The Analyst's Couch

Unbound Opinions from Industry Observers

The World's Second Oldest Profession

By Stan Lepeak

We all know what's the world's oldest profession. Well, somewhere in the third millennium BC, in jolly old Egypt, market leaders in that profession were enduring a prolonged slump. Industry analysts attributed this slowdown to an overall stagnant economy triggered by layoffs in the pyramid-building industry due to the untimely longevity of Pharaoh Ramses I.

One industrious money handler, Anwar Andersen-Hammer (he was not originally from the area), had an idea. He approached senior management in the world's oldest profession with a bold plan: a proposal for a radical restructuring and reengineering of their operations. Delivery processes must be streamlined, non-value-added steps eliminated or outsourced, head count reduced and overall levels of customer service improved. Management bought it. The second oldest profession--consulting--was born.

Unfortunately, Andersen-Hammer's plan did not lead to the improvements envisioned. Several years into the project, employees were complaining of long hours and low pay, and customer gripes increased, particularly over the new concept of "self-service" service. Disgruntled shareholders banded together to take action, leading to the birth of the third oldest profession, one closely related to the first two: the lawyer. Andersen-Hammer, when reached for comment while out inventing golf (a new forum for making key management decisions), blamed incompetent users and saboteurs in middle management, praised his methodology and referred inquiries to his PR department for some colorful graphics that illustrated overall high levels of client satisfaction.

Today, things have not changed much (though one of these professions has been outlawed). Organizations are still paying a lot of money to get repeatedly screwed. Despite all the warnings to practice the act safely, they jump right in and often catch something from which it may take years to recover. Finally, when all is said and done, it's probably something they could have done to themselves for much less money and with less risk of injury.

Why is management so keen on having their organizations regularly practice BOHICA (Bend Over Here It Comes Again)? Is it simply ignorance? A uni-dimensional goal to improve stock performance over the next quarter and then cash out another $5M in options? Delusions of godliness manifested in the perceived ability to (re)create the world in seven days while only lifting a few fingers and blowing life into clay forms of managers? All of the above? A more important question, though, is what can organizations do to overcome this addiction for consultants?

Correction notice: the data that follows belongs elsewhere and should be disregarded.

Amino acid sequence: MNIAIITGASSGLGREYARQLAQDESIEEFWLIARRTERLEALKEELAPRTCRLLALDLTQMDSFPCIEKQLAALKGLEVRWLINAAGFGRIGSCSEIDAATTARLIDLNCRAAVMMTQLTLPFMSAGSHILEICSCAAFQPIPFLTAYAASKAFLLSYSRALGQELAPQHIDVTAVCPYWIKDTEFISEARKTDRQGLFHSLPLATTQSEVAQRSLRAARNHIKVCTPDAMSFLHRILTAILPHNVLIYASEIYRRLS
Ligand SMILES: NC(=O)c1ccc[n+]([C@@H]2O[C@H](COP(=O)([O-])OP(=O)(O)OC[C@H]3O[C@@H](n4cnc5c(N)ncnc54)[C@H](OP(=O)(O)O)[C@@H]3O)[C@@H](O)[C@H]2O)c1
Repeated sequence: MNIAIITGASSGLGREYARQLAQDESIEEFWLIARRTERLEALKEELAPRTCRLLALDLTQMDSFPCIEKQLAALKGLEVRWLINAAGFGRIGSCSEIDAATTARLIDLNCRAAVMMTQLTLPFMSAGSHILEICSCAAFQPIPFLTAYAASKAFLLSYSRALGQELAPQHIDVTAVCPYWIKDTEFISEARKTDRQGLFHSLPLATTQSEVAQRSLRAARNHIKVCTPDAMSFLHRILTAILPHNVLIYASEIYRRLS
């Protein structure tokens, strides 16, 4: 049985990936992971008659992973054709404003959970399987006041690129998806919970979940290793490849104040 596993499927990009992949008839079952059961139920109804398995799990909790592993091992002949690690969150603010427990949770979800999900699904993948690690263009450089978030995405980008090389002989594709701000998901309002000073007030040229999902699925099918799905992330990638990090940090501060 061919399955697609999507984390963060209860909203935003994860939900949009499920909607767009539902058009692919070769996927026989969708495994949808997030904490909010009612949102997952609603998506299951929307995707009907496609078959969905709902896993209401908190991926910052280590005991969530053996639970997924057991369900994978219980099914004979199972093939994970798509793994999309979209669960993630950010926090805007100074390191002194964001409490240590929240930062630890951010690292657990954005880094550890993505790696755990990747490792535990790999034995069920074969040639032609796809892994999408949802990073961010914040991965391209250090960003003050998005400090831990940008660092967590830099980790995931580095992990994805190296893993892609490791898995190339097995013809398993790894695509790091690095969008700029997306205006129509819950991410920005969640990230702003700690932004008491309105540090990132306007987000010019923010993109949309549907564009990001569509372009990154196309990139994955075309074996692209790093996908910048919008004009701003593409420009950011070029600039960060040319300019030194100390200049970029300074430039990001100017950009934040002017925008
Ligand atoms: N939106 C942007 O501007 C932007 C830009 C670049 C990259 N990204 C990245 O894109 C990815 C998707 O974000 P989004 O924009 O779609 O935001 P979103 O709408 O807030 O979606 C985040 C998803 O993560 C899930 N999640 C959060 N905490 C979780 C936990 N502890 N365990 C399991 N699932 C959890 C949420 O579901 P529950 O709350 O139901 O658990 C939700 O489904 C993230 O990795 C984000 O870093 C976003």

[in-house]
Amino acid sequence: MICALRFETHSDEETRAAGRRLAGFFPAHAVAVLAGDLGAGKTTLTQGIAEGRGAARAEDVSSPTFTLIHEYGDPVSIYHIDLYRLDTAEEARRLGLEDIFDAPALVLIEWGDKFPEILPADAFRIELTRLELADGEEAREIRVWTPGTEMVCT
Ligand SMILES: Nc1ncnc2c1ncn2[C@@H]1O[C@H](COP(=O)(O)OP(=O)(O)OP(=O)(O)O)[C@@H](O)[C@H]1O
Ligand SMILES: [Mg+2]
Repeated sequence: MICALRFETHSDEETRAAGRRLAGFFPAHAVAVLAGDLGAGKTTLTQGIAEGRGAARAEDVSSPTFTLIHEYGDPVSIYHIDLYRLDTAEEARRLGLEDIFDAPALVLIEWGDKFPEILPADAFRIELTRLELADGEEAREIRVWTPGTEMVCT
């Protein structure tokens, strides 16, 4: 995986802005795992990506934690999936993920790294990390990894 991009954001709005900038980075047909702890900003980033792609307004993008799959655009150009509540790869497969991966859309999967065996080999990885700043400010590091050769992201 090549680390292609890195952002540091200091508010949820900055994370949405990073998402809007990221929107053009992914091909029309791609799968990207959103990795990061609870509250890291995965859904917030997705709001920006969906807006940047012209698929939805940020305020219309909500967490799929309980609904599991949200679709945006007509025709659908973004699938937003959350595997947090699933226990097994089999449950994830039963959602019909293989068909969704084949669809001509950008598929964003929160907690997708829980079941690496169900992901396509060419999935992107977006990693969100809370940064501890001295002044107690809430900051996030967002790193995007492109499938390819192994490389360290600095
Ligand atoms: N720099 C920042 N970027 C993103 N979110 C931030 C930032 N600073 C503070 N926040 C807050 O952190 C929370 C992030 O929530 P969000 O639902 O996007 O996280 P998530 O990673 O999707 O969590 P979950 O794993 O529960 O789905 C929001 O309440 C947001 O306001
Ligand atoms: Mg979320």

Getting Help

Afflicted organizations, like alcoholics, need to recognize that they have a problem. They should also remember that in this era of the victim it's OK to admit that they are addicts and, of course, to pursue litigation. Locking lawyers and consultants in the same room so they can gorge on one another is a fitting end for both.

Unlike tabloid TV victims, though, the Global 2000 cannot blame their addiction on a mother who drank during pregnancy or a father who abused them. They have no one to blame but themselves: for placing blind faith in the altruism of external consultants to not only understand the technology design but also implement significant organizational changes, and for expecting quick fixes for fundamental organizational maladies that have been painstakingly crafted over years.

Having come to grips with its dysfunctionality, an organization's first step toward a cure is to identify the specific type of parasite that has entered its bowels. There are several prominent kinds. Cures for the disease vary widely. "Cold turkey" is one painful option, which few organizations have the fortitude to undertake. In the increasingly "virtual" business world, few organizations are capable of doing on their own everything that their business encompasses. As with all things to which it's easy to become addicted, there is potential good in moderation. Especially with consultants.

Hiring a management consultant to tell you what you should be doing in five years is an open-ended, expensive, frivolous exercise. Tasking them to provide five best-of-breed case studies on optimized customer support systems in the packaged goods industry is not. Overall, you would generally be better served by "boutiques" (smaller, user-friendly, cost-efficient consulting groups, staffed primary by FREDs: Friendly REgular Dudes/Dudettes).

Moderation is key. Red wine with dinner improves longevity. Judicious use of consultants in a measured and controlled environment can add to management's longevity. Swilling grain alcohol at breakfast, like letting a horde of ex-accountants determine your organization's strategic direction, is a recipe for disaster.

So stay on top, pay only for what you get and watch out who you let in your bed.

Stan Lepeak is program director in the advanced information management service of the Meta Group in Stamford, CT.

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